Abstract: The Businesses Collection reflects the diverse role Jews played in the economic growth of the American West, particularly within Colorado. It includes a paper on Jewish businesses and articles and documents from and about a variety of businesses, dating from 1890 to 2007.
Abstract: Collection contains Allied Jewish Federation newsclippings, Temple Emanuel clippings, Rocky Mountain Region clippings, and copies of the Rocky Mountain Empire Magazine from 1940-1990.
Abstract: Leopold H. Guldman was born in Harburg, Bavaria in 1853 and immigrated to the United States in 1870. He was one of Colorado's leading merchants and philanthropists. Guldman came to the Colorado mountains in search of silver, but found it more profitable to open the Golden Eagle clothing stores in Leadville and Cripple Creek. In 1879, Guldman moved to Denver and opened his third and most successful Golden Eagle enterprise, which for many years was Denver's leading popular-price department store. By 1901, its five-story building occupied most of the block at 16th and Lawrence Streets. Guldman's philanthropy contributed to the growth of National Jewish Hospital (NJH), the Jewish Consumptives' Relief Society (JCRS), Beth Israel Hospital, Temple Emanuel, and the Guldman Community Center, which evolved into today's Denver Jewish Community Center. After Guldman's death in 1936, his store endured hard times and was forced to close in 1941.
Creator: Fashion Bar (Denver, Colo.)
Abstract: The Fashion Bar began as a hosiery shop established by Jack Levy in 1933 and managed by his sister Hannah Levy. Born in Haigerloch, Germany, both Hannah, Jack with their brother Edward, emigrated to America in the 1920s. Jack started as a traveling salesman and Hannah as a shop girl in Denver, Colorado working for Neusteter's Department Store, before opening their own store which evolved into the Fashion Bar Corporation. Despite the Great Depression, the enterprise flourished and within three years it grew to five clothing stores that were later named Fashion Bar. In 1940, Jack and Hannah Levy bought out their partner and took full control of the business. They brought William Weil on board as manager and later he became president of the company. Records of the Fashion Bar include scrapbooks, photographs, newspaper clippings, drawings, financial records, memorabilia and correspondence.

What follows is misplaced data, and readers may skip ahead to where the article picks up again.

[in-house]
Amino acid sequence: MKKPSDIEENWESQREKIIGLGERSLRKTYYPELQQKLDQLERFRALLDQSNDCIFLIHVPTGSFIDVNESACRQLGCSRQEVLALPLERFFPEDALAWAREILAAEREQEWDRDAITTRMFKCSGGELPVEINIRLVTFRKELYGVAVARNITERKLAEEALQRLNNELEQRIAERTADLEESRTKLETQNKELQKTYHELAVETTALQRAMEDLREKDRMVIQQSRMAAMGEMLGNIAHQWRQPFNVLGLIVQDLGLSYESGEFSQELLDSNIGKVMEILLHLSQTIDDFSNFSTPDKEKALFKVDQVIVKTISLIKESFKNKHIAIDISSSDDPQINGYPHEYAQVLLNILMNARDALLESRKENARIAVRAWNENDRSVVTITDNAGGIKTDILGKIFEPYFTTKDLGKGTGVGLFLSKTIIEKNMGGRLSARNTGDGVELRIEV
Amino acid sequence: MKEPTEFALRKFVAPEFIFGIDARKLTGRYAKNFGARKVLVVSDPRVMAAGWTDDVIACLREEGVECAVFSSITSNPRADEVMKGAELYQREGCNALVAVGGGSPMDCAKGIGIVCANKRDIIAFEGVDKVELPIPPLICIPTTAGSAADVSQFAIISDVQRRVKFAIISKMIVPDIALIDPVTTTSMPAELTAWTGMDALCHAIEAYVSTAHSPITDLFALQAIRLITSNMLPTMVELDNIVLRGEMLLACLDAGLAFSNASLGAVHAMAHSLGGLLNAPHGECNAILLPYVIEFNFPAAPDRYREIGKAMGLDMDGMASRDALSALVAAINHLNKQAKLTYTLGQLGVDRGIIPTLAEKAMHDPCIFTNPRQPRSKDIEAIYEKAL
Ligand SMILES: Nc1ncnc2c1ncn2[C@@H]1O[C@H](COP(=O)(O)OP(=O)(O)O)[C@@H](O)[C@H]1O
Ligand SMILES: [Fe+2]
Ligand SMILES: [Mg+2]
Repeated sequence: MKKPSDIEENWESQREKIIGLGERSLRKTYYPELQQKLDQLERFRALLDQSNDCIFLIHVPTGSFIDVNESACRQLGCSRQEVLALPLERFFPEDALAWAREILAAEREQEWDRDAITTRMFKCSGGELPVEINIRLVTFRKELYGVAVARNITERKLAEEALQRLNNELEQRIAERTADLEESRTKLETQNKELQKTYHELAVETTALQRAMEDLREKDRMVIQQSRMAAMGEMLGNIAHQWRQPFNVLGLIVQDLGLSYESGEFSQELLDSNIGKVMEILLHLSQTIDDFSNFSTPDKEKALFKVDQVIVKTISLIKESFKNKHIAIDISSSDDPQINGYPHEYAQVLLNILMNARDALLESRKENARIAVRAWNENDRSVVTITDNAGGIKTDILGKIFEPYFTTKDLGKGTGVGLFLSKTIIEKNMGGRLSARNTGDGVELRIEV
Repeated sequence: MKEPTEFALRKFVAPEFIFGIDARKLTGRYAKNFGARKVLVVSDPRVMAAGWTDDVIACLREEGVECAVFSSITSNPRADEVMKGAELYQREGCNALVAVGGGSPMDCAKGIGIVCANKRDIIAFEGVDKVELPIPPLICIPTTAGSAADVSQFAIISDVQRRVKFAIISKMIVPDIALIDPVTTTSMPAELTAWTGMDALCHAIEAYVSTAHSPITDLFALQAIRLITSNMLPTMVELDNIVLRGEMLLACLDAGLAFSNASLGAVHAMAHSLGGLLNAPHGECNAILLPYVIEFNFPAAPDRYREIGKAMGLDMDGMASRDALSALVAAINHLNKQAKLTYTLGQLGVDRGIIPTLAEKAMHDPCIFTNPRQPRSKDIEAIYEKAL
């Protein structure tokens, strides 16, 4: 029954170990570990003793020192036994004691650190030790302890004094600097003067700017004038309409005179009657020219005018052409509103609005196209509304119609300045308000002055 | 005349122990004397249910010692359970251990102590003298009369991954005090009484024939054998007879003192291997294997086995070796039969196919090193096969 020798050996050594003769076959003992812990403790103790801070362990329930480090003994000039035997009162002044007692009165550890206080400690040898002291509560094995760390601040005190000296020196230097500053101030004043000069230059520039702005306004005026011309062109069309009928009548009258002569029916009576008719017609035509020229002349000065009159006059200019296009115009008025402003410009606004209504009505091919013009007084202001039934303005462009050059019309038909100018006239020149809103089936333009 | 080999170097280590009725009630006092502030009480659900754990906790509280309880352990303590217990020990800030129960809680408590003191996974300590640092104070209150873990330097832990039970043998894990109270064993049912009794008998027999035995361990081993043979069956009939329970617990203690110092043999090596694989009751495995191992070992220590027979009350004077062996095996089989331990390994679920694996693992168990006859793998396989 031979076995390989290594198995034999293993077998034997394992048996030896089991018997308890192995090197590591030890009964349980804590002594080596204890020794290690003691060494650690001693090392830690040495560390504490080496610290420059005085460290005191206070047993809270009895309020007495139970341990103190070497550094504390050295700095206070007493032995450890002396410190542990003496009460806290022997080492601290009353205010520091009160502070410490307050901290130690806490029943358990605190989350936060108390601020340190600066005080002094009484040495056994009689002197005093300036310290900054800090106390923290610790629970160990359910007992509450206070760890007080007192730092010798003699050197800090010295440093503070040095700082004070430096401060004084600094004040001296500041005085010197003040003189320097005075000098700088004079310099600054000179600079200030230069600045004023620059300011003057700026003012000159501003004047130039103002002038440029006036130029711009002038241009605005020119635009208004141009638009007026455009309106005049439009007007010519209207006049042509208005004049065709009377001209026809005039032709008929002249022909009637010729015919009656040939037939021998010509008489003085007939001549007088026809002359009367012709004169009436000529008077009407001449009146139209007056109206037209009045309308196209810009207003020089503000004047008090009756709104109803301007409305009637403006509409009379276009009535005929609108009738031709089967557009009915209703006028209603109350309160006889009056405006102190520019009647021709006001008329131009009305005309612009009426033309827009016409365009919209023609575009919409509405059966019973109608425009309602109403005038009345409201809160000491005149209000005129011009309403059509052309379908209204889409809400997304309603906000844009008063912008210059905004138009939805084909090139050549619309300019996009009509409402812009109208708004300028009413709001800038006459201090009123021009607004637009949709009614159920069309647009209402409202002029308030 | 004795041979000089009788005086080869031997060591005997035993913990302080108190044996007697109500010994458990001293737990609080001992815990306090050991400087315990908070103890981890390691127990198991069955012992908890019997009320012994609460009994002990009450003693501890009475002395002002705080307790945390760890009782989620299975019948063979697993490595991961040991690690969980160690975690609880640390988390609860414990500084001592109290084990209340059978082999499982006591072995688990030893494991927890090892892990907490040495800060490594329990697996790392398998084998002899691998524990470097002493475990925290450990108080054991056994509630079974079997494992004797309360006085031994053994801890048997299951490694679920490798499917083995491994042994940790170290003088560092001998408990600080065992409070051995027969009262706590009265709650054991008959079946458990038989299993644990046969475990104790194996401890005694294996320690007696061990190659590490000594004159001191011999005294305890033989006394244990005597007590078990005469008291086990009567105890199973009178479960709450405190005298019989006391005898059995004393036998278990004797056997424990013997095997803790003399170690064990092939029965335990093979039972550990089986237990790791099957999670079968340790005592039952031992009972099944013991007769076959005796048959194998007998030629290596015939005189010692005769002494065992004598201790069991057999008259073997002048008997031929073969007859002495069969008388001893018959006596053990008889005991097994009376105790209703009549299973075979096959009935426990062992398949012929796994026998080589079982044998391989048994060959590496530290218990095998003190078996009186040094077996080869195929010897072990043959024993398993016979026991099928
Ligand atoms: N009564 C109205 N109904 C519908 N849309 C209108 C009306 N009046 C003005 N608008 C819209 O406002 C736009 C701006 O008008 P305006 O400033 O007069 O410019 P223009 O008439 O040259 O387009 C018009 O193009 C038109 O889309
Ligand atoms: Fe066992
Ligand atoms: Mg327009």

Creator: Luby Chevrolet Co
Abstract: Luby Chevrolet, one of Colorado's oldest car dealerships, was started in 1920 in Denver, Colorado by Sam Luby, later joined by brothers Louis and Henry Luby. Joe Luby, who had worked at Luby Chevrolet from the bottom up, bought out his brothers in 1956. "Papa Joe" moved the dealership to Colorado in 1972. Joe Luby's daughter JoAnn and her husband Richard Fleischman purchased the Luby Chevrolet dealership in 1992. They sold the business in 1998, but Richard Fleischman stayed on as president until 2004.
Abstract: Milton Mincha Schayer (1876-1935) was a Denver, Colorado businessman. Born to German-Jewish parents, he was active in many civic and religious organizations in Denver in the early part of the twentieth century. He wrote a weekly syndicated column titled, "Things to think about," which appeared in a variety of Jewish newspapers around the country.
In 1927, Schayer wrote to a number of Nobel Prize-winning scientists, literary figures, university presidents and judges inquiring about their views on religion and science. He expressed a concern that college students of the day were “drifting away from all religious impulses,” and that this notion was based on “a seeming conflict between the discoveries of scientists and the claims of religionists.” Given the in-depth scientific studies and life experience of these figures, he wished to know their ideas on the subject, for possible publication. Most of the correspondents either did not want their views published, or referred Schayer to writings on the matter that were already published.